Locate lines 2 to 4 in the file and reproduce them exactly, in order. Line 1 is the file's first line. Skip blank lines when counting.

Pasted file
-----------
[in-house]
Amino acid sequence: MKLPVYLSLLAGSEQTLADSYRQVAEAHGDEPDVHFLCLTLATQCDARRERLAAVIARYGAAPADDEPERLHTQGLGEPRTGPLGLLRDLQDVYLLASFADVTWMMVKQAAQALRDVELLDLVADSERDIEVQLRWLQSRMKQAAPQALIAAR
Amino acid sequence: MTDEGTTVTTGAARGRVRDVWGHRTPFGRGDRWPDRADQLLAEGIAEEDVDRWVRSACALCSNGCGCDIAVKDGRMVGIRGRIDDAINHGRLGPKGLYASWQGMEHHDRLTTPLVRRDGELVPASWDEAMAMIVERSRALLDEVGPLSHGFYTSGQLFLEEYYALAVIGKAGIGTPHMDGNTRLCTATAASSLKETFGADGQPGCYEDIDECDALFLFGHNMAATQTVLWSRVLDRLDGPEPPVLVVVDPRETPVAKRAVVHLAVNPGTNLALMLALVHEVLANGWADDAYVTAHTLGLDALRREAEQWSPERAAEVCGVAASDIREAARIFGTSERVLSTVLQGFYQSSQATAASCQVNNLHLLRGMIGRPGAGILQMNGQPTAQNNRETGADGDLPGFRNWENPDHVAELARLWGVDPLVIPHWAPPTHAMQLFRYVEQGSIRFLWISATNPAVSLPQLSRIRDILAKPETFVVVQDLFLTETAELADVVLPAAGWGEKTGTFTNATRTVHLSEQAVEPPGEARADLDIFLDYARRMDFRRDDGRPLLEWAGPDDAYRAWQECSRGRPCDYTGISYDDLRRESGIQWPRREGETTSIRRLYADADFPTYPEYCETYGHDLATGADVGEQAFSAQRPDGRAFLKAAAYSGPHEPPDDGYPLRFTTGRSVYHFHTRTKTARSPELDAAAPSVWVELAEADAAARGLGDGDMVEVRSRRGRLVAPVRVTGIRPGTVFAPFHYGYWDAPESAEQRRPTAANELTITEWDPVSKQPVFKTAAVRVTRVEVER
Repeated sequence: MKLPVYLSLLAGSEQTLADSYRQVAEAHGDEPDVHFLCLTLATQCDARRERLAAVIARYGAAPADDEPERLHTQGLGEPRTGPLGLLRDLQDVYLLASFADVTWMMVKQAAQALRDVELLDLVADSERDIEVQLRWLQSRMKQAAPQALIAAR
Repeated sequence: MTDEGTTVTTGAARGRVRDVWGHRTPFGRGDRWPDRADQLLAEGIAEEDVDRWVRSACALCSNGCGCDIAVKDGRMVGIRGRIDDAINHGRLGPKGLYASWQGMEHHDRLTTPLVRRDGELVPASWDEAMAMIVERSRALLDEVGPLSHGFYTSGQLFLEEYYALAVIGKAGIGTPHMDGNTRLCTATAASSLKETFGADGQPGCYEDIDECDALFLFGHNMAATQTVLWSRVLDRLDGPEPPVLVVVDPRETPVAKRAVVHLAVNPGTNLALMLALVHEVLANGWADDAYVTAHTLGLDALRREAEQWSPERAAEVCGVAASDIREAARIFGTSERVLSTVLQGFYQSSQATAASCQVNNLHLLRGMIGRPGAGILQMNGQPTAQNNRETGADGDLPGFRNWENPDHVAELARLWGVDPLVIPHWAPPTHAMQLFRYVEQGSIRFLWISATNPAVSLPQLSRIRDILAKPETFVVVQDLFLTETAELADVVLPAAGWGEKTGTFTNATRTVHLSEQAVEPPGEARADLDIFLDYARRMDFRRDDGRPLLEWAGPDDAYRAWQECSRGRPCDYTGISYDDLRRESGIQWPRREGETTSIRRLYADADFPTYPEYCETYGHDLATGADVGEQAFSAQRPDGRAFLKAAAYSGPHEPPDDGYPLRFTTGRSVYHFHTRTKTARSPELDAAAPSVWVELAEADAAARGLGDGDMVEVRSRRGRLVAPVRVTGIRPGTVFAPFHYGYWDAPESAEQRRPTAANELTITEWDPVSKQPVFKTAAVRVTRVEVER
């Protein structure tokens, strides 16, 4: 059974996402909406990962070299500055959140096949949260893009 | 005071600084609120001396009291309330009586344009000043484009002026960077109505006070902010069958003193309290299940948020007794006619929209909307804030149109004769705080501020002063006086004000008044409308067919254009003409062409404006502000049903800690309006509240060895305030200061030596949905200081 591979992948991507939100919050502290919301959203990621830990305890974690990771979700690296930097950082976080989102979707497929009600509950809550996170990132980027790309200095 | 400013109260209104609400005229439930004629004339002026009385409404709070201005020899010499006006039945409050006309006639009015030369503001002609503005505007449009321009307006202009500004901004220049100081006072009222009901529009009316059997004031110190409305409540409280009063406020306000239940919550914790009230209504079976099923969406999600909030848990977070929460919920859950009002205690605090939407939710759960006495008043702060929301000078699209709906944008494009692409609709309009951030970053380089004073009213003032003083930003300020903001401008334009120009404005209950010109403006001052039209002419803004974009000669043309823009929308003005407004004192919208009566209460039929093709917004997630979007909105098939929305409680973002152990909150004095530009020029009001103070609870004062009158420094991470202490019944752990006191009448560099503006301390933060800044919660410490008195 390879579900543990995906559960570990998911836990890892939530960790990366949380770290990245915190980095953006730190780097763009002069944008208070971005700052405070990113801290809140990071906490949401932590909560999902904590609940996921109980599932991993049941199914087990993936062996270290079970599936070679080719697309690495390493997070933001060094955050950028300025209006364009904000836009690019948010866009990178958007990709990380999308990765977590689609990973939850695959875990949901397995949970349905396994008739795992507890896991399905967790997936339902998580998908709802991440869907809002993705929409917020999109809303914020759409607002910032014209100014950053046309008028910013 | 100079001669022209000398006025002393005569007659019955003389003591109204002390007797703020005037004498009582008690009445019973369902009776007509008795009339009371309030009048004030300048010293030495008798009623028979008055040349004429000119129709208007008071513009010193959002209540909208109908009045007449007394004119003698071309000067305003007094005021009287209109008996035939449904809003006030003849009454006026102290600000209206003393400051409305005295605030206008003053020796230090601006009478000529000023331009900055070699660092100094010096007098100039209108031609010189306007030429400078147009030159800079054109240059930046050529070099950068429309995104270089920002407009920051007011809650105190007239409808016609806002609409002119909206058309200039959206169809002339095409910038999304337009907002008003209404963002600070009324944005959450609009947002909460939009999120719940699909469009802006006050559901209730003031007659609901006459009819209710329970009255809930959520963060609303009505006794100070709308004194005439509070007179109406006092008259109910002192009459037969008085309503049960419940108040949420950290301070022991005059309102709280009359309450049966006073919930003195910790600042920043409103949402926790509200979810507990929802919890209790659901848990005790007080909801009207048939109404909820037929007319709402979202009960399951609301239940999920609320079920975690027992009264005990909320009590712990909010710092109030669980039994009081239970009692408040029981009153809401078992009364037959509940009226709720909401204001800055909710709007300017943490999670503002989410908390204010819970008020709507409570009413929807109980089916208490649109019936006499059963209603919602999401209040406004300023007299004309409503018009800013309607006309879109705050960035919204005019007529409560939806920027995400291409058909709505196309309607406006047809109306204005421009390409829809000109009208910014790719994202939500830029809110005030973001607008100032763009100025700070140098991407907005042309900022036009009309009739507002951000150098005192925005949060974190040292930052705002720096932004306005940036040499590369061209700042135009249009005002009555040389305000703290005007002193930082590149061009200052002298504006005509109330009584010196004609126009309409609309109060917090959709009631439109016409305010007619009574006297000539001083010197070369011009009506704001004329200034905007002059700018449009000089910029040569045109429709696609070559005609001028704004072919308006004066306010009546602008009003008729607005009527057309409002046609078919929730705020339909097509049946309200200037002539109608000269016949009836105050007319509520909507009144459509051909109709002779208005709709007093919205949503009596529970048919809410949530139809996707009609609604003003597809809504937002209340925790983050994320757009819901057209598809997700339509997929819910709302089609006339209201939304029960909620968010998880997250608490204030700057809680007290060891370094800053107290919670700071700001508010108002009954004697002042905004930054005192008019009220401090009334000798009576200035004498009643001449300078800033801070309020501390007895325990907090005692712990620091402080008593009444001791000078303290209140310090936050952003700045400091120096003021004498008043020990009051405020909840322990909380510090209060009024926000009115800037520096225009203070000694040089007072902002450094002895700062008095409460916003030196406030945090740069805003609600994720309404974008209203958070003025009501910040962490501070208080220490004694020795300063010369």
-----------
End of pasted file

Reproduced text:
Amino acid sequence: MKLPVYLSLLAGSEQTLADSYRQVAEAHGDEPDVHFLCLTLATQCDARRERLAAVIARYGAAPADDEPERLHTQGLGEPRTGPLGLLRDLQDVYLLASFADVTWMMVKQAAQALRDVELLDLVADSERDIEVQLRWLQSRMKQAAPQALIAAR
Amino acid sequence: MTDEGTTVTTGAARGRVRDVWGHRTPFGRGDRWPDRADQLLAEGIAEEDVDRWVRSACALCSNGCGCDIAVKDGRMVGIRGRIDDAINHGRLGPKGLYASWQGMEHHDRLTTPLVRRDGELVPASWDEAMAMIVERSRALLDEVGPLSHGFYTSGQLFLEEYYALAVIGKAGIGTPHMDGNTRLCTATAASSLKETFGADGQPGCYEDIDECDALFLFGHNMAATQTVLWSRVLDRLDGPEPPVLVVVDPRETPVAKRAVVHLAVNPGTNLALMLALVHEVLANGWADDAYVTAHTLGLDALRREAEQWSPERAAEVCGVAASDIREAARIFGTSERVLSTVLQGFYQSSQATAASCQVNNLHLLRGMIGRPGAGILQMNGQPTAQNNRETGADGDLPGFRNWENPDHVAELARLWGVDPLVIPHWAPPTHAMQLFRYVEQGSIRFLWISATNPAVSLPQLSRIRDILAKPETFVVVQDLFLTETAELADVVLPAAGWGEKTGTFTNATRTVHLSEQAVEPPGEARADLDIFLDYARRMDFRRDDGRPLLEWAGPDDAYRAWQECSRGRPCDYTGISYDDLRRESGIQWPRREGETTSIRRLYADADFPTYPEYCETYGHDLATGADVGEQAFSAQRPDGRAFLKAAAYSGPHEPPDDGYPLRFTTGRSVYHFHTRTKTARSPELDAAAPSVWVELAEADAAARGLGDGDMVEVRSRRGRLVAPVRVTGIRPGTVFAPFHYGYWDAPESAEQRRPTAANELTITEWDPVSKQPVFKTAAVRVTRVEVER
Repeated sequence: MKLPVYLSLLAGSEQTLADSYRQVAEAHGDEPDVHFLCLTLATQCDARRERLAAVIARYGAAPADDEPERLHTQGLGEPRTGPLGLLRDLQDVYLLASFADVTWMMVKQAAQALRDVELLDLVADSERDIEVQLRWLQSRMKQAAPQALIAAR